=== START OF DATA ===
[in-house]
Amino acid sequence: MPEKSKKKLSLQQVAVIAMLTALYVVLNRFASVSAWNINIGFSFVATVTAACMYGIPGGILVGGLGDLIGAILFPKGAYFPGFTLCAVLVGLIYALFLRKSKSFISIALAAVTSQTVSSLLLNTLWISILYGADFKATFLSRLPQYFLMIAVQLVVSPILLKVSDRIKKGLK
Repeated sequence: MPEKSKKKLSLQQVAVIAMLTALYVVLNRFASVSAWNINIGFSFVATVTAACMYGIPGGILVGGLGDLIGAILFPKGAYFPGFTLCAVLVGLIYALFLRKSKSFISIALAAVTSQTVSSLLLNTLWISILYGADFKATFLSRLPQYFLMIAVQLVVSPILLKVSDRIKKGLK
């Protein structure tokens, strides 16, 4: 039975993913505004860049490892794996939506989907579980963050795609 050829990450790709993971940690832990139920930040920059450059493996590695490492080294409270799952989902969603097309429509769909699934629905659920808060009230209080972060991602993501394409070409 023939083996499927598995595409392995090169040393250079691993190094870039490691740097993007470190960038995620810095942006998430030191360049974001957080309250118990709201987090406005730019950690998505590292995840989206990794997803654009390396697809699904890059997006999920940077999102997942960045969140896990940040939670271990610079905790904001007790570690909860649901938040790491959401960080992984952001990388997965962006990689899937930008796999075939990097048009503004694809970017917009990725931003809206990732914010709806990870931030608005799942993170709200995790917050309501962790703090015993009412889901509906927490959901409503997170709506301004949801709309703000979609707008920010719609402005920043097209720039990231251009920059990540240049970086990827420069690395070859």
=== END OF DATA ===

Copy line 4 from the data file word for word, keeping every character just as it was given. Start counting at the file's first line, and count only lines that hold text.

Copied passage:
């Protein structure tokens, strides 16, 4: 039975993913505004860049490892794996939506989907579980963050795609 050829990450790709993971940690832990139920930040920059450059493996590695490492080294409270799952989902969603097309429509769909699934629905659920808060009230209080972060991602993501394409070409 023939083996499927598995595409392995090169040393250079691993190094870039490691740097993007470190960038995620810095942006998430030191360049974001957080309250118990709201987090406005730019950690998505590292995840989206990794997803654009390396697809699904890059997006999920940077999102997942960045969140896990940040939670271990610079905790904001007790570690909860649901938040790491959401960080992984952001990388997965962006990689899937930008796999075939990097048009503004694809970017917009990725931003809206990732914010709806990870931030608005799942993170709200995790917050309501962790703090015993009412889901509906927490959901409503997170709506301004949801709309703000979609707008920010719609402005920043097209720039990231251009920059990540240049970086990827420069690395070859």